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The Last Three Months Have Been a BLUR!

So, what have we been up to lately? Well, as is often the case, we have had too much going on to take the time to document it. But here are a few snapshots of our last few months, as a picture speaks a thousand words. 

My wonderful, dear mother was here for a couple of weeks in May. It was the first time in FOUR years that we had seen each other, and the first time she had seen Brazil. We soaked up every minute with her!
While she was here, we had the marvelous JOY of our two oldest children being baptized! We rejoice at seeing Joshua and Dominique growing in their walk with the Lord and wanting to take this important step of faith. This is them, first giving their testimonies, and then being baptized:
Another neat opportunity that the Lord provided for us was for Mom to share her testimony at a drug rehab center for women, as she also was delivered from a lifestyle of vice 44 years ago.
We took Mom to Santos, and it coincided with the very week that our sister-in-law and their three children were moving to Japan to join Fabio’s brother who had gone before. It was a bittersweet good-bye:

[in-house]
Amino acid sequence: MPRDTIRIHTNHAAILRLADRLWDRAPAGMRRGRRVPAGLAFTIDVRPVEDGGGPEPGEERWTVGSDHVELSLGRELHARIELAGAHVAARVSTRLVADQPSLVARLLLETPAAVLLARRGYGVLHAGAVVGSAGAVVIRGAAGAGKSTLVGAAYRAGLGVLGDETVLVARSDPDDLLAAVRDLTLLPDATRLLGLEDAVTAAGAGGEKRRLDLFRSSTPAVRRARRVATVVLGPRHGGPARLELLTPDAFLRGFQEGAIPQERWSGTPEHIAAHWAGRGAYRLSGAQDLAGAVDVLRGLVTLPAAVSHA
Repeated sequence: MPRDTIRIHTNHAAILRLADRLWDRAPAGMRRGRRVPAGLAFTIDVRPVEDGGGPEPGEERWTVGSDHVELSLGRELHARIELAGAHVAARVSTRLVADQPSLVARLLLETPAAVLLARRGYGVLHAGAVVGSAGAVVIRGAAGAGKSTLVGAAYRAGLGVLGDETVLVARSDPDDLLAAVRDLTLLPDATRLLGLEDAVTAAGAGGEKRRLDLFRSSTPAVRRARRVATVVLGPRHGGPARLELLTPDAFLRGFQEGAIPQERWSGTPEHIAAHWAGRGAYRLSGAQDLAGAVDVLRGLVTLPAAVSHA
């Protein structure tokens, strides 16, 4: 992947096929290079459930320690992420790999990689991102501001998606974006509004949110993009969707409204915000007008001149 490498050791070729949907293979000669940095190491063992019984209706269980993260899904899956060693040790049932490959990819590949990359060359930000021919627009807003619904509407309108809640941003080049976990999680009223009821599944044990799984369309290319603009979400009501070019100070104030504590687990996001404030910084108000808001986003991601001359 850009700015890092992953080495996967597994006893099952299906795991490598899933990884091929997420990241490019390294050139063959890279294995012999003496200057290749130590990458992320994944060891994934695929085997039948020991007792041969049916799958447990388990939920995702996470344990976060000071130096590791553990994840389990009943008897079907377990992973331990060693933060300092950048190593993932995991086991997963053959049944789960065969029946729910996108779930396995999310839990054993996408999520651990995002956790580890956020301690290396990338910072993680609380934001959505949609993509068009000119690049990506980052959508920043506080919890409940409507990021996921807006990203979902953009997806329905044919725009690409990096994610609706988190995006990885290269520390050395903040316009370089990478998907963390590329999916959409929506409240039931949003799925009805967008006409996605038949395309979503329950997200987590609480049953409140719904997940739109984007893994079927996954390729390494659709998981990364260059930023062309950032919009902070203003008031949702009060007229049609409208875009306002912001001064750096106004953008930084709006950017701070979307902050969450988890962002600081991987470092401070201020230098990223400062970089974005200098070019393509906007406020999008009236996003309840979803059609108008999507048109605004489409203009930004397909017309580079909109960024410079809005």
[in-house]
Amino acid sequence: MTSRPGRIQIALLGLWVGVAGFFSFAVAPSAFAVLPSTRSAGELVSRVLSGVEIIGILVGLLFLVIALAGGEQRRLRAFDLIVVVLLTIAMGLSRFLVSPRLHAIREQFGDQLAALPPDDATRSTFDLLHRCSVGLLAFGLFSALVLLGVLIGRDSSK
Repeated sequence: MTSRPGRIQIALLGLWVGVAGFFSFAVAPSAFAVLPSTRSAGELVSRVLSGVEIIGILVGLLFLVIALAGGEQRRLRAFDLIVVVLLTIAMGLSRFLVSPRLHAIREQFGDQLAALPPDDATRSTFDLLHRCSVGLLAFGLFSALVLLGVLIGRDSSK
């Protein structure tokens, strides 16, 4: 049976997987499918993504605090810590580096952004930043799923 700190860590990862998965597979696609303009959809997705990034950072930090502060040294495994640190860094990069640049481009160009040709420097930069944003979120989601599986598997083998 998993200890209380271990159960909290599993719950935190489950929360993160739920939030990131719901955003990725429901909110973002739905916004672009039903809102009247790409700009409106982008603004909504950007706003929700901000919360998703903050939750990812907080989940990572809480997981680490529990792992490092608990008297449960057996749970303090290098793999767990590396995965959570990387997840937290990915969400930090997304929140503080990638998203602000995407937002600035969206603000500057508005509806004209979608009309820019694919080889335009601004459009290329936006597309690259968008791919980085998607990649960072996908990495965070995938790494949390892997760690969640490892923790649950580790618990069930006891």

And then, when Mom left Brazil, I went with her, taking only the two little girls with us, Olivia and Annaliese. We were in America for only one week, which came about by way of a speaking engagement at the ICHE Homeschool Convention. It was a fast and flying trip, after four years away, but it was wonderful to see loved ones again. 
Upon returning to Brazil: 

We have had quite the time of traveling in July, with a variety of beautiful opportunities to share God’s Word in different contexts, including a YWAM school and a homeschool group!

It is quite cold in Brazil now, especially considering that the houses here have neither insulation nor heating! At one of the places we visited, the water containers were frozen in the morning. Here is Dominique and Israel with the ice:

At the homeschool group. We are excited and encouraged at how homeschooling has grown in Brazil, from an estimated 400 families in 2009, to an estimated 4,000 families now, and this in spite of an unfavorable political climate.